While the potential benefits or drawbacks of children playing video games receives a lot of attention, little notice is taken of the place of children within video games themselves. However, the representation of children in media can tell us a lot about how they are viewed by society, and the rules, beliefs, and social systems that shape contemporary children’s place in the world.
My recent research looked at how children were represented in over 500 commercially successful and critically acclaimed video games, published between 2009 and 2019. These included games aimed both at adults and at children.
I found that there were many places in gameworlds where children simply weren’t welcome, and that representations of children followed particular patterns in terms of gender and race.
Although video games are often considered a children’s medium, I found that of the 506 video games I looked at, 331 did not contain any child characters at all. In the remaining titles that did feature a child character, less than half of them were significant characters. Child characters simply did not exist in the majority of gameworlds, reflecting children’s exclusion from many areas of society.
Making certain game environments “adults only” can protect virtual children from aspects of the game that involve taboo activities such as violence. But virtual children can only ever be placed in virtual danger. This suggests that concern for digital children is perhaps best understood as a need to defend an imagined, idealised version of “the child”.
How “the child” is treated in media like video games is a reflection of the morals of wider society. If a game treats children badly without explicitly condemning this treatment, it violates these morals.
This accounts for the absence of child characters in controversial open-world games such as those in the Grand Theft Auto (GTA) series, which predominantly invite players to steal cars, shoot people, and evade the police.
GTA games are often accused of being deliberately immoral and offensive because they encourage players to explore the boundaries both of what is possible and what is permissible. However, the game’s designers chose to systematically exclude children from the otherwise detailed and comprehensive simulated cities of GTA.
Children were absent from games that aren’t particularly violent, too. Child characters did not feature in the majority of sports games and racing games. They didn’t appear in training games or fitness games, and music games such as Guitar Hero, SingStar, SongPop, Rockband, and the Just Dance series represented all of the on-screen performers as adults.
In many of these games, the player’s progress is tracked as if they were climbing a career ladder in a real-world industry. Sports games in particular often pay homage to professional leagues and athletes. Because the majority of children are excluded from the world of work, games that simulate aspects of real industries represent virtual environments that are only populated with adults.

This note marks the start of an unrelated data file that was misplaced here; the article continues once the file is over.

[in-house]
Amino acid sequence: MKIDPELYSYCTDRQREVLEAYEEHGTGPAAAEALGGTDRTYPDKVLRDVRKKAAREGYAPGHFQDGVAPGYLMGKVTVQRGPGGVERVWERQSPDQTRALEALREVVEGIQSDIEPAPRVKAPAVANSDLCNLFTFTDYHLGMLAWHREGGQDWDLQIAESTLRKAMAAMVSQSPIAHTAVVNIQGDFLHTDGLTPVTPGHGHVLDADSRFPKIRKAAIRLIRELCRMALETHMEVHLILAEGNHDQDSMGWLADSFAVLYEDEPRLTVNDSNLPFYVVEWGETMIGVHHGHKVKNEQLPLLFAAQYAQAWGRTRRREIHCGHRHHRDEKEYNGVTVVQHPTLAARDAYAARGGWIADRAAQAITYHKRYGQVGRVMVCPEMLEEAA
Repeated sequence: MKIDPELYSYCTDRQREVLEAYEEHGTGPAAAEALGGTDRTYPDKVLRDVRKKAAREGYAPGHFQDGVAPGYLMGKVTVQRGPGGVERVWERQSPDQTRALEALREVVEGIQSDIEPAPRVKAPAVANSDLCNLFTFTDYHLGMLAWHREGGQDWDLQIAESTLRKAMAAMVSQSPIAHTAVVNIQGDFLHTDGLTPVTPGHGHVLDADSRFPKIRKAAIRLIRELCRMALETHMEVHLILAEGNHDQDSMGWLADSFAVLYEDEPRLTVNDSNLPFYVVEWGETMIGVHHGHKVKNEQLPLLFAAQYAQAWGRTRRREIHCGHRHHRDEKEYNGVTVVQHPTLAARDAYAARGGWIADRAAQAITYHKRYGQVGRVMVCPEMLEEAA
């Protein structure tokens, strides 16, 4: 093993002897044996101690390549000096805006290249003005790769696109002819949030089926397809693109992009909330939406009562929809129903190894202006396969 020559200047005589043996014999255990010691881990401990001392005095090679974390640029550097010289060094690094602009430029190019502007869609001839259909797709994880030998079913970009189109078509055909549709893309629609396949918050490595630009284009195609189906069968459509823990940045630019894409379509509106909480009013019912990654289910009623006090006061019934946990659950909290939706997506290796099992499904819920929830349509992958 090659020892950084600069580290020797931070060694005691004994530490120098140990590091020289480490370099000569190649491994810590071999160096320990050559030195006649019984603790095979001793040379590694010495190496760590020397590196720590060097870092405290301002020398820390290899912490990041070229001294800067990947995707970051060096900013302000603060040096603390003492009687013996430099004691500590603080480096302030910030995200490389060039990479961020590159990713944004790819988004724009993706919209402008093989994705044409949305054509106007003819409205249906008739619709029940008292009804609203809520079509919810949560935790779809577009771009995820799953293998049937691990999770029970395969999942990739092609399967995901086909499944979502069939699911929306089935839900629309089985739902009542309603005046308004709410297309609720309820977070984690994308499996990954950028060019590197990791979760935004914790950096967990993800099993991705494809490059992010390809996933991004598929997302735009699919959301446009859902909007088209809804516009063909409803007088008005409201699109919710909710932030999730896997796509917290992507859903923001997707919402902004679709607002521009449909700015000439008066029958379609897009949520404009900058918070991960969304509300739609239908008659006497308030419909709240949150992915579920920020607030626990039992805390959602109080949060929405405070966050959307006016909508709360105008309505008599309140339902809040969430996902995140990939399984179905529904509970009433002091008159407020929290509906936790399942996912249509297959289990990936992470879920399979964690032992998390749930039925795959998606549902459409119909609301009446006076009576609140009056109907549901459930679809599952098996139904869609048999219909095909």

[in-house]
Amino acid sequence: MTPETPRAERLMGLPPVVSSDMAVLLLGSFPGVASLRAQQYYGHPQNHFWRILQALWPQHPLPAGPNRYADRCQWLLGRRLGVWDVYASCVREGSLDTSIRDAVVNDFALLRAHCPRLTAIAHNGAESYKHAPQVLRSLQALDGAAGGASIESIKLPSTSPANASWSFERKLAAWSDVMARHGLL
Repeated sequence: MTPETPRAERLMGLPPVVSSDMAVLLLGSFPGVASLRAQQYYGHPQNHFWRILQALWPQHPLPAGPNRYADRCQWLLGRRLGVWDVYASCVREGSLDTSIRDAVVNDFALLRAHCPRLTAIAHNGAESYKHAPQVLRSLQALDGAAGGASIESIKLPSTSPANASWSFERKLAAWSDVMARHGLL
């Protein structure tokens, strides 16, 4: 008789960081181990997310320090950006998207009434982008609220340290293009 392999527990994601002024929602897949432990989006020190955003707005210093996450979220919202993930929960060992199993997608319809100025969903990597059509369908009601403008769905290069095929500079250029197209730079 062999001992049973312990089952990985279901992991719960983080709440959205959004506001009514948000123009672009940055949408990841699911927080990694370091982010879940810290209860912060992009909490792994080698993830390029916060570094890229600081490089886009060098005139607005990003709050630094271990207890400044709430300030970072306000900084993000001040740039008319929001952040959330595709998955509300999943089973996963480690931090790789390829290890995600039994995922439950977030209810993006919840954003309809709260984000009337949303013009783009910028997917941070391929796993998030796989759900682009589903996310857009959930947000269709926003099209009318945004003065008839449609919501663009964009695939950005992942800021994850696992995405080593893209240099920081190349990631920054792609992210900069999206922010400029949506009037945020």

The imaginary child
Child characters in video games can also tell us about how society visualises the figure of the child. Research has found that adult characters in video games are more likely to be white and male. I found this same pattern in my research on child characters.
I found that where playable child characters were given a gender, 25 were male and six were female. The lack of playable girl characters reinforces the idea that boys are at the centre of the action and girls exist only on the sidelines.
I found that 18 child player-characters were white, and only three child player-characters were non-white. Because they were animals, fantasy creatures, or automatons, 15 child player-characters had no race. One child player-character had a customisable race and 9 child player-characters were categorised as “Mukokuseki”, a Japanese term usually used to refer to characters rendered in an anime style who could be understood as either white or Japanese.
This echoes a problem in western children’s literature. Research has found that non-human characters appear less frequently than white child protagonists but significantly outnumber child protagonists of all other races.
Western video games seem to equate childhood with whiteness. This has real-life parallels with the way non-white children are often treated as older than they are, a phenomenon known as “adultification”.
Common understandings of childhood still tend to see it as a natural, timeless, and universal phenomenon. Examining the digital kids that populate virtual gameworlds is a great way to show that how societies perceive “the child” is often in a narrow and exclusionary way.
Emma Reay receives funding from the Arts and Humanities Research Council.